Floppy disk drive

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Floppy disk drives: 8 ", 5¼", 3½ "

A floppy disk drive (or FDD for short “floppy disk drive”) was used to store data. There were internal ones that were integrated into a computer housing; Today's drives are external and usually connected to the computer via USB . The associated data carrier is called a floppy disk (also known as "floppy disk"). This is a magnetic data storage medium in the form of a metal-coated, flexible plastic disc that is placed in a protective cover.


With the development of home computers such as the C64 and personal computers , or PCs for short, the floppy disk began its triumphant advance as a storage medium. With the huge amounts of data that arise today (especially with image and video data, and the ever-increasing programs), the comparatively low storage capacity of max. 2.88 MB, however, is one reason that diskettes have hardly been used for data storage since 2003. Data was gradually saved on CD-ROM , tape drives , zip drives , today on USB mass storage devices , external hard drives or even decentralized in the cloud . The floppy disk drives still in use today are usually no longer built-in devices, but are connected to the computer as an external device via a USB port.


The essential mechanical elements of a floppy disk drive are always the same: A mechanism clamps and centers the floppy disk on the axis of rotation and also serves to eject the floppy disk. The mechanism simultaneously raises / lowers the upper and lower write head or, in the case of single-sided drives, the pressure felt instead of the lower read head. The mechanism works mostly manually, only with some devices from Apple and Sun it was motorized. Other components are a speed-controlled motor for evenly rotating the diskette (belt and direct drive are common), and one or two combined read and write heads that can be moved in one direction with an opposing pressure felt on metal rails or, in the case of double-sided drives, a pair of heads and a stepper motor to move the head, whereby the individual tracks are approached. This requires the electronics that operate and regulate the motors, bring the write and read signals to the correct field strength, and amplify and digitize the read signals. Further processing takes place in a floppy disk controller , which is often located outside the actual drive, e.g. B. on the motherboard of a PC.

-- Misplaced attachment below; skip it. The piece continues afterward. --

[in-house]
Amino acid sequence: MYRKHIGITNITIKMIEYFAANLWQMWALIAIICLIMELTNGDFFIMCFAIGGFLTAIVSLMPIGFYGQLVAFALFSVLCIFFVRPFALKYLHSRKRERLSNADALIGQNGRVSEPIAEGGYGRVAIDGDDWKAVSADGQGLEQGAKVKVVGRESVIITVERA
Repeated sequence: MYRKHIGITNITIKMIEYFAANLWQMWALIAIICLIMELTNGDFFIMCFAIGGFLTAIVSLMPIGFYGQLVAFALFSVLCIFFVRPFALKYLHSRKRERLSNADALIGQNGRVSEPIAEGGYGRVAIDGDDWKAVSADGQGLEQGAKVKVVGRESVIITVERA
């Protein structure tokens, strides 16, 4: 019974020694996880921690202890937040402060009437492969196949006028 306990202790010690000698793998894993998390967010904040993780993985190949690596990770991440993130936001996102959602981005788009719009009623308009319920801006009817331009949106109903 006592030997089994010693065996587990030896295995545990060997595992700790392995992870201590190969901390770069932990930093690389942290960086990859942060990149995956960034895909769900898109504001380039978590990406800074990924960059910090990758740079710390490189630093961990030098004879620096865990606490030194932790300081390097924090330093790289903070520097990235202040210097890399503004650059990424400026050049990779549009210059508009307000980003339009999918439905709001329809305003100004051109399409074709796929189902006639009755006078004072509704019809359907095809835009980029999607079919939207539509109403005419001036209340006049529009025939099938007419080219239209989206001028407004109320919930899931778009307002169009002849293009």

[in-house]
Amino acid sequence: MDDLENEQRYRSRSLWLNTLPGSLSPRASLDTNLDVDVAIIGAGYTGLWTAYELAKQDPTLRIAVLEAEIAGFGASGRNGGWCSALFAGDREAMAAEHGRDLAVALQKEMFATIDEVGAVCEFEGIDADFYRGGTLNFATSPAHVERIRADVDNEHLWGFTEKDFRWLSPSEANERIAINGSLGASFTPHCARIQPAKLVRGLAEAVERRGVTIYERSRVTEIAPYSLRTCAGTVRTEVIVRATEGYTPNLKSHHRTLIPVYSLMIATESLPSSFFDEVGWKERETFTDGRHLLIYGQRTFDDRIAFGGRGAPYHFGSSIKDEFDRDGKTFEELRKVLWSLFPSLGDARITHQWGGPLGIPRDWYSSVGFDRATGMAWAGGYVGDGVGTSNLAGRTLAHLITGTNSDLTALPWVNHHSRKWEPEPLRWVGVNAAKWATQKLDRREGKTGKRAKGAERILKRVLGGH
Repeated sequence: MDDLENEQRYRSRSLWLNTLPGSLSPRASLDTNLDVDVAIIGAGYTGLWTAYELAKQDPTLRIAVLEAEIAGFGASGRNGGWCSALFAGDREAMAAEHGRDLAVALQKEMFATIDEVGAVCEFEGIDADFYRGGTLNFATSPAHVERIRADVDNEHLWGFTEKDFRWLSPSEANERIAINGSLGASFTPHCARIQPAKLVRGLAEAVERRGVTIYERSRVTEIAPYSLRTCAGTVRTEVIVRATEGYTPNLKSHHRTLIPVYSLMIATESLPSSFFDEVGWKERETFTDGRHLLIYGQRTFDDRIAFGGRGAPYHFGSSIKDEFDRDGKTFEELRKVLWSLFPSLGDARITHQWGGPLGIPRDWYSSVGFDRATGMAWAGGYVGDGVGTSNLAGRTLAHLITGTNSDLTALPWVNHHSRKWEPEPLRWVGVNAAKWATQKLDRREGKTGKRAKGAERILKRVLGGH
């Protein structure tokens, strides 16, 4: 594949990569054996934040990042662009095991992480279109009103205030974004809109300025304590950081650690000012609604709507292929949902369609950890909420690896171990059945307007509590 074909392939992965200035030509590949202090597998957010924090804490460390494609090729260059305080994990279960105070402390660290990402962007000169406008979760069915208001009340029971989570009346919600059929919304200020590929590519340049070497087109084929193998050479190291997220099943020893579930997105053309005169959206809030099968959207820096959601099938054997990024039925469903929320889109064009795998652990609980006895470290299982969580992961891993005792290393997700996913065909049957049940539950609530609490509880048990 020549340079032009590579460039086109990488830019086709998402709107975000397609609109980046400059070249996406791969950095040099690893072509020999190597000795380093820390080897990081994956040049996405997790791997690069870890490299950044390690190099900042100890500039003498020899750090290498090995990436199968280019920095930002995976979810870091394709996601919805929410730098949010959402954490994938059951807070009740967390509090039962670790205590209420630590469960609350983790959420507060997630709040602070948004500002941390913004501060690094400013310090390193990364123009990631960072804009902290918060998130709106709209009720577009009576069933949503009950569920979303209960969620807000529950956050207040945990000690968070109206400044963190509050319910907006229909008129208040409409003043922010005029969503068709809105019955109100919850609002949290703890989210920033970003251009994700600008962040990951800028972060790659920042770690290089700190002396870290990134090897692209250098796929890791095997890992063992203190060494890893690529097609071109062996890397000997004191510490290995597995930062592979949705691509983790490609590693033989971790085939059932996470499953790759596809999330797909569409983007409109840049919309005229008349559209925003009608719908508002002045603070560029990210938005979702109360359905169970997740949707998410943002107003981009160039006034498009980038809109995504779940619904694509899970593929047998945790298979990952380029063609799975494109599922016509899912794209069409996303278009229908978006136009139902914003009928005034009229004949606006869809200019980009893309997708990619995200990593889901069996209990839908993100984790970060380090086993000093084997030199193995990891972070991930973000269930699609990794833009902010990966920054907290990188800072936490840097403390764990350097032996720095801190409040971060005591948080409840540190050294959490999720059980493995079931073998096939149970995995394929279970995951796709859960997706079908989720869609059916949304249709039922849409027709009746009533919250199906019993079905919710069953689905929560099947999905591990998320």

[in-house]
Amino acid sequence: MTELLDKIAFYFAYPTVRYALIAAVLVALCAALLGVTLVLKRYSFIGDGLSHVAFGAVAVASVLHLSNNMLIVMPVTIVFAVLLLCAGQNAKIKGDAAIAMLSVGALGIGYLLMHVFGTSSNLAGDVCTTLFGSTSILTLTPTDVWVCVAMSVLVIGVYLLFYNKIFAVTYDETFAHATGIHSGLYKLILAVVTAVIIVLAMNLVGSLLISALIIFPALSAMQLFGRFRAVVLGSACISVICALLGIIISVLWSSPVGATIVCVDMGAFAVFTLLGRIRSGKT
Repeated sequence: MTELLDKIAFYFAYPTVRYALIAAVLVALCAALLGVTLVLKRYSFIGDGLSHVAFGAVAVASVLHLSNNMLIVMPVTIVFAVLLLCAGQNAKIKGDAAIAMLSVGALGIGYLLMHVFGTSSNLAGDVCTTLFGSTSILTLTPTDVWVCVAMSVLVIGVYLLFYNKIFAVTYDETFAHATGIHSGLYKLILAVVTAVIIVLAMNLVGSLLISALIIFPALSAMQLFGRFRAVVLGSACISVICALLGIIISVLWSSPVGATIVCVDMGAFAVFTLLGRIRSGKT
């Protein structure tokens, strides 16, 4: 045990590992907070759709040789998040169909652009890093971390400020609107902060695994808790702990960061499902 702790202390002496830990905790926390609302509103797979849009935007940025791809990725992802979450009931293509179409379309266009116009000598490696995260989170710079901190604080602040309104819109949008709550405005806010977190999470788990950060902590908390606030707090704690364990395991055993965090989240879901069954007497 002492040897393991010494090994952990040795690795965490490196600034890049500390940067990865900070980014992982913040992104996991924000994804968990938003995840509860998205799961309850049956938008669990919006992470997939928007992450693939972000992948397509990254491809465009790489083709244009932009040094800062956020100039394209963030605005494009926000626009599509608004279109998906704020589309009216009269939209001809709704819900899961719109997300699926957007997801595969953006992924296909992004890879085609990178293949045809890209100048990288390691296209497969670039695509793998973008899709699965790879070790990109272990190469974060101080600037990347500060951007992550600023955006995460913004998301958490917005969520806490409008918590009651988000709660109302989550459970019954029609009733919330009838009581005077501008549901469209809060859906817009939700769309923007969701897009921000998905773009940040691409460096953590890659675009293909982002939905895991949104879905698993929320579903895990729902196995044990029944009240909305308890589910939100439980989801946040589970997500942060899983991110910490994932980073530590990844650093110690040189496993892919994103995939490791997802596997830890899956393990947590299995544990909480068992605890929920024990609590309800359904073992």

While 8 ″ drives usually run non-stop after being switched on and the read / write heads lift off the floppy disk to protect them when not in use, the smaller versions only switch the motor on when required; the heads can therefore always remain on the disk surface without the heads and disk surface being excessively worn.

In order to be able to recognize the beginning of a data track, the synchronization , more easily when reading , the floppy disks are provided with an index hole , which is usually near the inner edge. A light barrier is built into the drive , which emits a signal when this hole passes the light barrier during rotation. Most floppy disks only have one such index hole; the division of a single data track into a number of sectors must be done by software in the controller firmware or by the computer CPU, so in this case we speak of "soft-sectored" floppy disks. The opposite are "hard-sectored" floppy disks, which have a separate index hole for each data sector, i.e. a whole wreath of them. The early Apple computers used this otherwise rather uncommon method. The somewhat more exotic format of the Amiga computers completely ignored the index hole and only recognized the beginning of the track in software.